In an earlier blog, we had reported about the horrific killing of Tamara Seidle, mother of nine children and ex-wife of Neptune Police Sergeant Phillip Seidle. Specifically, Tamara was allegedly shot by her former husband in front of their 7 year old daughter proceeding their high-conflict divorce in Asbury Park, Monmouth County, New Jersey. Since that story made worldwide headlines, domestic violence law justice advocates took to the airwaves discussing this ugly yet secretive epidemic around the state of New Jersey and United States.

In this case, there were allegations made by the deceased wife of domestic violence incidents that went on for years without being reported. In divorce papers, the deceased alleged that she had “no avenue of escape.” Statistics even suggest that law enforcement families are prone to more domestic violence. Currently, there is no rule in effect where Phillip Seidle worked that off-duty officers should leave work-issued weapons at the station.

Advocates fighting for domestic violence law reforms are calling for stricter measures in the wake of this tragedy, even though New Jersey stands out as having some of the toughest domestic violence laws in the country. Notwithstanding, each year in New Jersey there are about 65,000 domestic violence incidents reported to the police. Specifically, in Monmouth County alone, there are about 4,642 reported cases of domestic violence as well as 4,587 that were reported in Ocean County.

Since the Ray Rice domestic violence case in 2014, four domestic violence bills were introduced in New Jersey; however, they have been buried in various legislative committees. Two bills involved the judiciary:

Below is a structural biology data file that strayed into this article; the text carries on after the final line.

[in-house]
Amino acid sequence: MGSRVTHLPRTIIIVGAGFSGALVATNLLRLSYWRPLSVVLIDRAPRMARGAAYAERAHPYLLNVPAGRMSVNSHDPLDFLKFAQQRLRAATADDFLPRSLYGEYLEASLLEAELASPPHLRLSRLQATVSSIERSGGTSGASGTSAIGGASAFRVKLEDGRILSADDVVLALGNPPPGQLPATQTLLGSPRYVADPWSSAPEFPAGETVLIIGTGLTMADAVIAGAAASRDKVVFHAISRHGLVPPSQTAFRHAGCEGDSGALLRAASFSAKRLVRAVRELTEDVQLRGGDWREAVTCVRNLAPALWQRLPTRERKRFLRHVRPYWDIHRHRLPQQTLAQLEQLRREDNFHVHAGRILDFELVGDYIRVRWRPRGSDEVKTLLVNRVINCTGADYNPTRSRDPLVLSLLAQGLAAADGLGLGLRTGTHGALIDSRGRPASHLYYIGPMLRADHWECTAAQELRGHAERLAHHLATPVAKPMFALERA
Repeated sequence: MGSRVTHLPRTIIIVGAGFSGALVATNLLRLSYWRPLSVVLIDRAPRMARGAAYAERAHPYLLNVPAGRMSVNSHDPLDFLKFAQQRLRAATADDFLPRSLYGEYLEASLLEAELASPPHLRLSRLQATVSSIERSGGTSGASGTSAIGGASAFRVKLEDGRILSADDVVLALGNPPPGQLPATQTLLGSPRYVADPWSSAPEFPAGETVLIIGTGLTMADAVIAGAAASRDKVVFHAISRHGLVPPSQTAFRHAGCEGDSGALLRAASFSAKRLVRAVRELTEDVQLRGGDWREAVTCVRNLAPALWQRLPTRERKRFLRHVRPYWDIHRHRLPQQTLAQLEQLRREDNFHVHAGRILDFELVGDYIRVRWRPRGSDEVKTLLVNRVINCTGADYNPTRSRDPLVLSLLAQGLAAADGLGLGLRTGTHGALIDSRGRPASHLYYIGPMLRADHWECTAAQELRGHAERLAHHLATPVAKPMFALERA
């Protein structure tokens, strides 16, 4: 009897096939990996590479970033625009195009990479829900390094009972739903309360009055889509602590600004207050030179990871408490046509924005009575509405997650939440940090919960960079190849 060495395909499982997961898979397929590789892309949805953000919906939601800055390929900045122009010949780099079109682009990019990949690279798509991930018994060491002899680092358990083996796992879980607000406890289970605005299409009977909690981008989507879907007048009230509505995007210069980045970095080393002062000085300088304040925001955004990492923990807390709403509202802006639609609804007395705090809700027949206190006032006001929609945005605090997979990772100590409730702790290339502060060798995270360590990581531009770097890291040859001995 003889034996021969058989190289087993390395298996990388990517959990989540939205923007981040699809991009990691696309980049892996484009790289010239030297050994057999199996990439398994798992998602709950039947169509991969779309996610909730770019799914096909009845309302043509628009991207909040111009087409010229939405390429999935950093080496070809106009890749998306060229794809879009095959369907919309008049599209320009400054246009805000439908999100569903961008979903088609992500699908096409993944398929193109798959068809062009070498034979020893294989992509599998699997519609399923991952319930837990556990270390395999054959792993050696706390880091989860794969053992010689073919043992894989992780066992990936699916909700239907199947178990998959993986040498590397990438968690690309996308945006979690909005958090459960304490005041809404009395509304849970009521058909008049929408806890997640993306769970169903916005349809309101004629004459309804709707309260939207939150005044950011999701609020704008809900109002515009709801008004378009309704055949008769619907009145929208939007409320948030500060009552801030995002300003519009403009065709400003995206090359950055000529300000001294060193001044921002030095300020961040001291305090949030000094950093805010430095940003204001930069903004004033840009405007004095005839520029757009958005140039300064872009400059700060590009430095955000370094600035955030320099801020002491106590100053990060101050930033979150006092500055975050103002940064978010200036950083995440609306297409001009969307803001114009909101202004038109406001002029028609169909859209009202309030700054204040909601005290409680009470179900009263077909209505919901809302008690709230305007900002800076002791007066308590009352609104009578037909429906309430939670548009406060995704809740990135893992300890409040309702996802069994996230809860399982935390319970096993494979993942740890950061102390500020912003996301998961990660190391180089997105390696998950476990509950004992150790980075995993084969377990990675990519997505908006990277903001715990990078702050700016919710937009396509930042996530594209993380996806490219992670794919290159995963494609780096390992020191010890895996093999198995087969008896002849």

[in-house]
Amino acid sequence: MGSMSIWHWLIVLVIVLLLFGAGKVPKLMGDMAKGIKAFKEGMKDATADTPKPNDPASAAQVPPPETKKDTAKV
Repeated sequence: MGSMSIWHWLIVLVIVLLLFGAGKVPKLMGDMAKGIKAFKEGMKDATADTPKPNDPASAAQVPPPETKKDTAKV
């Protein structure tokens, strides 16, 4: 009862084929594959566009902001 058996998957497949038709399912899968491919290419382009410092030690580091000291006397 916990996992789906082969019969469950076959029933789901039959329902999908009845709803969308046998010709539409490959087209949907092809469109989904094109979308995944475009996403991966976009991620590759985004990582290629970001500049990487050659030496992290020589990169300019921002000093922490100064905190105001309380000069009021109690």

• Bill A3801 called for the establishment of a 3 year Domestic Violence Court pilot program in Monmouth and Camden counties.
  • Bill A3803 mandates that all judges and judicial personnel receive at least a required minimum of three hours of domestic violence training.

While the other two bills were directed at helping the actual victims of domestic violence:

  • Bill A2154 allows the victims of domestic violence to testify against the alleged abuser by close circuit television in the prosecution of domestic violence crimes or offenses provided the victim would suffer severe or emotional distress if they testified in open court.
  • Bill A3803 would upgrade a domestic violence assault crime to an aggravated assault crime, which is a third degree crime that mandates a prison term of three years for offenders who injure their victims

The Bronzino Law Firm: Representing Clients In Domestic Violence Matters

If you have been a victim of domestic violence or have been accused of such offense, please contact The Bronzino Law Firm located in Brick, NJ Divorce Attorney for an initial free consultation at (732) 812-3102. Our office serves the surrounding communities, including Ocean County and Monmouth County. We look forward to helping you fight for your legal rights and developing solutions that best meet your individualized needs.